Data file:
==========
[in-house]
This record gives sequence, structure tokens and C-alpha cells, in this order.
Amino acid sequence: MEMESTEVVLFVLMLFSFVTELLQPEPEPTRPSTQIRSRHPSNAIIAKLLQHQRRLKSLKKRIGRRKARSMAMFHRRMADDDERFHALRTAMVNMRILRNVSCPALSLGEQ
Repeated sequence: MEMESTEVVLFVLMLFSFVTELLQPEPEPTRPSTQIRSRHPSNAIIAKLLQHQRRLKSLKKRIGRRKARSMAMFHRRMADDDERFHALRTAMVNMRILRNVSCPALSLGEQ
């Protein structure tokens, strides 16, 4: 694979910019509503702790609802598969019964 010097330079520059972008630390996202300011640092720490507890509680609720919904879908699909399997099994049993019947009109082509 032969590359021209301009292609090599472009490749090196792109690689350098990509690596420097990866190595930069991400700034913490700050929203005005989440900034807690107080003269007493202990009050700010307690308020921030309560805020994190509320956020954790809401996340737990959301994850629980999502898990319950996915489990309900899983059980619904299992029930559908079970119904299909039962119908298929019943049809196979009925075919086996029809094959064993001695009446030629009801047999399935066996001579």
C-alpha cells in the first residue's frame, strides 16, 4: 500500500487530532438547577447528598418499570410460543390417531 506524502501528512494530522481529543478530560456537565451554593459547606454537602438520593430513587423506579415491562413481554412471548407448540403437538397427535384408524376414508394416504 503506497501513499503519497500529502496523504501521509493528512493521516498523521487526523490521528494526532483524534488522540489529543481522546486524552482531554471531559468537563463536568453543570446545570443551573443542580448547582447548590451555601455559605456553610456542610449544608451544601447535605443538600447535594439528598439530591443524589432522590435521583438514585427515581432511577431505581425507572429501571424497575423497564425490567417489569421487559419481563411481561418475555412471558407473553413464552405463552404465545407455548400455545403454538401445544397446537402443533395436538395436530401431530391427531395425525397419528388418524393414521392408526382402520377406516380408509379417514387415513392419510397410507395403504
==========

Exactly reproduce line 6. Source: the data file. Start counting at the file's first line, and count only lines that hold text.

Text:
C-alpha cells in the first residue's frame, strides 16, 4: 500500500487530532438547577447528598418499570410460543390417531 506524502501528512494530522481529543478530560456537565451554593459547606454537602438520593430513587423506579415491562413481554412471548407448540403437538397427535384408524376414508394416504 503506497501513499503519497500529502496523504501521509493528512493521516498523521487526523490521528494526532483524534488522540489529543481522546486524552482531554471531559468537563463536568453543570446545570443551573443542580448547582447548590451555601455559605456553610456542610449544608451544601447535605443538600447535594439528598439530591443524589432522590435521583438514585427515581432511577431505581425507572429501571424497575423497564425490567417489569421487559419481563411481561418475555412471558407473553413464552405463552404465545407455548400455545403454538401445544397446537402443533395436538395436530401431530391427531395425525397419528388418524393414521392408526382402520377406516380408509379417514387415513392419510397410507395403504